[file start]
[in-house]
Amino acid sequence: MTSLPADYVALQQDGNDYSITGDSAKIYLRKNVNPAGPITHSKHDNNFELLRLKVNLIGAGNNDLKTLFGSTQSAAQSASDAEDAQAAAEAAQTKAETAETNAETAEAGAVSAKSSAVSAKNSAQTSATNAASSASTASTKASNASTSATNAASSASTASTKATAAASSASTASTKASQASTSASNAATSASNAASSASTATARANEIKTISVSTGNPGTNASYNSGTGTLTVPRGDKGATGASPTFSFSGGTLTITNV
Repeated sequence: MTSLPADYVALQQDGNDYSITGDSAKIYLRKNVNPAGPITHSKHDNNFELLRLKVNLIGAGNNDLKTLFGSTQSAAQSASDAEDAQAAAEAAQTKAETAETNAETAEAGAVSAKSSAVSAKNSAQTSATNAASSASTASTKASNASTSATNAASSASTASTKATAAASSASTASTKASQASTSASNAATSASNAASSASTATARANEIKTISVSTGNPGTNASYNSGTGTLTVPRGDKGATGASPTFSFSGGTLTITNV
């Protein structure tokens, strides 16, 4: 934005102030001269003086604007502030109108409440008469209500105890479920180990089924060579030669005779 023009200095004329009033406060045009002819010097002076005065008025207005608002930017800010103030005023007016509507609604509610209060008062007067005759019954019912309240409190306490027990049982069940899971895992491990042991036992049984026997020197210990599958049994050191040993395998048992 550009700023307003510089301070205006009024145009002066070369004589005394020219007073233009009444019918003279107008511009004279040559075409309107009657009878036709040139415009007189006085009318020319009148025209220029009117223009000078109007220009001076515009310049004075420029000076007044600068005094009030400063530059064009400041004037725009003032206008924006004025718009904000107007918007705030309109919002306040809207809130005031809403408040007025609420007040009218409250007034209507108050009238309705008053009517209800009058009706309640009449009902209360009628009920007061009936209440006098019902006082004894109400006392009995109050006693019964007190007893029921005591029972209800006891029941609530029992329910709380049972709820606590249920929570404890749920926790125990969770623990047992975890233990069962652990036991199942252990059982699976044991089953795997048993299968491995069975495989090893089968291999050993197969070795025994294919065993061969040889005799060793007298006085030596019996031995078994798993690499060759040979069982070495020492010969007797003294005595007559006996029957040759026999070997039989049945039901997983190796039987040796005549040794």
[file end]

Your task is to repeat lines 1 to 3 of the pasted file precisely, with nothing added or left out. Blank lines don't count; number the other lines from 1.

[in-house]
Amino acid sequence: MTSLPADYVALQQDGNDYSITGDSAKIYLRKNVNPAGPITHSKHDNNFELLRLKVNLIGAGNNDLKTLFGSTQSAAQSASDAEDAQAAAEAAQTKAETAETNAETAEAGAVSAKSSAVSAKNSAQTSATNAASSASTASTKASNASTSATNAASSASTASTKATAAASSASTASTKASQASTSASNAATSASNAASSASTATARANEIKTISVSTGNPGTNASYNSGTGTLTVPRGDKGATGASPTFSFSGGTLTITNV
Repeated sequence: MTSLPADYVALQQDGNDYSITGDSAKIYLRKNVNPAGPITHSKHDNNFELLRLKVNLIGAGNNDLKTLFGSTQSAAQSASDAEDAQAAAEAAQTKAETAETNAETAEAGAVSAKSSAVSAKNSAQTSATNAASSASTASTKASNASTSATNAASSASTASTKATAAASSASTASTKASQASTSASNAATSASNAASSASTATARANEIKTISVSTGNPGTNASYNSGTGTLTVPRGDKGATGASPTFSFSGGTLTITNV